4 Essential Web Developer Addons for Firefox

I would argue the Firefox (currently #2), is probably the easiest of the browsers to develop for because of the great add-ons they have available. If you’re not already using any of the below, download them now:

  1. Web Developer: Next to Firebug, this is a very useful tool for manipulating and inspecting web pages.  It gives you tools for Javascript, Cookies, CSS, Forms, Images, Validations, and other useful utilities (I use the on-screen Ruler alot as well to get dimensions).
  2. Firebug: If you find yourself having to debug Javascript or integrate some of the popular frameworks, you’ll need this tool.  It has some overlap with Web Developer, but when you really need to inspect the DOM and debug Javascript, I can’t think of a better add-on.
  3. Colorzilla: Ever wish you had an eyedropper inside Firefox?  Well here’s your tool.  A small add-on that allows you get the colors from a page quickly without having to open up your graphics program or search the style sheet for the color.
  4. HackBar: When manipulating a URI is too cumbersome, you may want to invest in this little add-on.  Take a URI you’re on and split each parameter into a separate line in a small text editor in your toolbar.  Then you’ll have quick access to encode, encrypt, increment or decrement parameters easily for POST or GET calls.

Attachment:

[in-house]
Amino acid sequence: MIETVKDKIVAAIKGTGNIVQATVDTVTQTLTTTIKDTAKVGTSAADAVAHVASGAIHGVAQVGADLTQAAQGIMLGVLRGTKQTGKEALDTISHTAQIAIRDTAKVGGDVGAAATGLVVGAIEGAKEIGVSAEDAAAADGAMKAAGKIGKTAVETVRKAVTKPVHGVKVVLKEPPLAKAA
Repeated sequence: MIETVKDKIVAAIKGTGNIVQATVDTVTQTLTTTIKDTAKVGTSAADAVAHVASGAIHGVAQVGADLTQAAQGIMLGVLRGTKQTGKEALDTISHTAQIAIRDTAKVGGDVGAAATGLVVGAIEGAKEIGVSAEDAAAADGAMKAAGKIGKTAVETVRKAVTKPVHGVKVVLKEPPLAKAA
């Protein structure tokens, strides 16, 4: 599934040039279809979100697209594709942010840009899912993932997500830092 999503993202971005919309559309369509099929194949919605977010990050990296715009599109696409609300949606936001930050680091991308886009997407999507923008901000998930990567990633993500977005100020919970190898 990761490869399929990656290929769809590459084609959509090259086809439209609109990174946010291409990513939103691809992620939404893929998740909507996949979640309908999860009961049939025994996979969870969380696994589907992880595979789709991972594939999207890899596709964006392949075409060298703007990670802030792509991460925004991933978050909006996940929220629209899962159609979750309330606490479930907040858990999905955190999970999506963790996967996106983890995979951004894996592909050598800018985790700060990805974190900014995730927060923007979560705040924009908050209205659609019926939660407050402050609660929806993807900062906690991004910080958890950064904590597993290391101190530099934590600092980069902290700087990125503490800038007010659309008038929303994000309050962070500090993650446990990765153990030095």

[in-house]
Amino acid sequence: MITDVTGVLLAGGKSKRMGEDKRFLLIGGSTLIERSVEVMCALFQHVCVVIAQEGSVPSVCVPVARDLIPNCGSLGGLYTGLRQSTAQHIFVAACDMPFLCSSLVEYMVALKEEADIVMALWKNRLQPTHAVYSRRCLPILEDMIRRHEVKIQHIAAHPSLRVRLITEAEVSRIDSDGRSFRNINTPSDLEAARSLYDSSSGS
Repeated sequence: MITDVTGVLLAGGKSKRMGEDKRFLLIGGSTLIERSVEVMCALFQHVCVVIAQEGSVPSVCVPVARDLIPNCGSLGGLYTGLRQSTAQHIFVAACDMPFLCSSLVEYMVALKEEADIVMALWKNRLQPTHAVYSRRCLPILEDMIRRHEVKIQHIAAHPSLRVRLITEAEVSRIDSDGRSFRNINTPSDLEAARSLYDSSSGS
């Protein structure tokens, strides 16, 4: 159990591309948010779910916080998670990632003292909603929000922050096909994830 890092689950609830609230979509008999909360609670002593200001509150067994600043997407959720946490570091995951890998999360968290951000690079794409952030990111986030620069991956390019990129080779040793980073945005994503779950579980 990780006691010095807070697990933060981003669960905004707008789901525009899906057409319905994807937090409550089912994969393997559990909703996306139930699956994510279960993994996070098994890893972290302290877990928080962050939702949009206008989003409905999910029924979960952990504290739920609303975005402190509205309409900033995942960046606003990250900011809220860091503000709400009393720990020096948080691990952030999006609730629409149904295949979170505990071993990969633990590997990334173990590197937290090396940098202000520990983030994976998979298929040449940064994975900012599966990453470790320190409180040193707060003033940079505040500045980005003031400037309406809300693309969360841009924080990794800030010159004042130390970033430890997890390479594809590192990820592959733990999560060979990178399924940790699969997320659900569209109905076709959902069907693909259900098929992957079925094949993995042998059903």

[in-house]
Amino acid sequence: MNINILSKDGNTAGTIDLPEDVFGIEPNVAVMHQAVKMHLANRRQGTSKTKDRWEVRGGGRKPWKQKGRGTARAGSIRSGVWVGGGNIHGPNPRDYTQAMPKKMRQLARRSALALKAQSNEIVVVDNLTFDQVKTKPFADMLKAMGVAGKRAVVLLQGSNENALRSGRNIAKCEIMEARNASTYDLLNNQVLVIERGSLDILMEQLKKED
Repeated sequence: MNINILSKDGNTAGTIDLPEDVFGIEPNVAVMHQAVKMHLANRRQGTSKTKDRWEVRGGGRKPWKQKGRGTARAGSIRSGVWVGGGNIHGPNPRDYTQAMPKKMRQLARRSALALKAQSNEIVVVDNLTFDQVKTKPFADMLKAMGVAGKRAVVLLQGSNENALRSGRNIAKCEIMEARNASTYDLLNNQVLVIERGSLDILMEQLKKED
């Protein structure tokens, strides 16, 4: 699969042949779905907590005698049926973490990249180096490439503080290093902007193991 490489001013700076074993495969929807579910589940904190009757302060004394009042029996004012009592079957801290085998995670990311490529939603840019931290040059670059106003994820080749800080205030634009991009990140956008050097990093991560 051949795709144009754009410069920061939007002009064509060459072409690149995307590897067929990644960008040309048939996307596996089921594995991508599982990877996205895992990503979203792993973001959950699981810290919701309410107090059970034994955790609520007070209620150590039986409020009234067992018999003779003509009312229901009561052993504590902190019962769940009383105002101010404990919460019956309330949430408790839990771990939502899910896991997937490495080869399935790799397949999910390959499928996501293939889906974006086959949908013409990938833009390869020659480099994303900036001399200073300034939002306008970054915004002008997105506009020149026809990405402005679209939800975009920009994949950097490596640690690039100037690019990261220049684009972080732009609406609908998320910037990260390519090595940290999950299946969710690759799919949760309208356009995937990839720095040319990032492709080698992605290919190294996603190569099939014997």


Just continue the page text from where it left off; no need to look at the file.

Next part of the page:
Benchmark your Browser

Ever wondered if your browser is fast enough?  Ever wanted to benchmark your browser?  Well there’s this tool called Futuremark that will do that for you.  Here’s a summary:

Futuremark’s aim with this benchmark is to put an end to the so-called “browser wars” by removing subjective opinions or analysis of performance with too much room for variability such as loading times.

ZoomTypically, a newly released browser will be subdued to the well known Acid3 web standards test but there are few universally used benchmarks which measure the performance of common web page functions. Peacekeeper is a purely JavaScript-driven benchmark and therefore only tests JavaScript functions. It does not test actual web page loading times and is therefore not affected by connection speeds and the variation that can occur there, nor does it test things like Flash.

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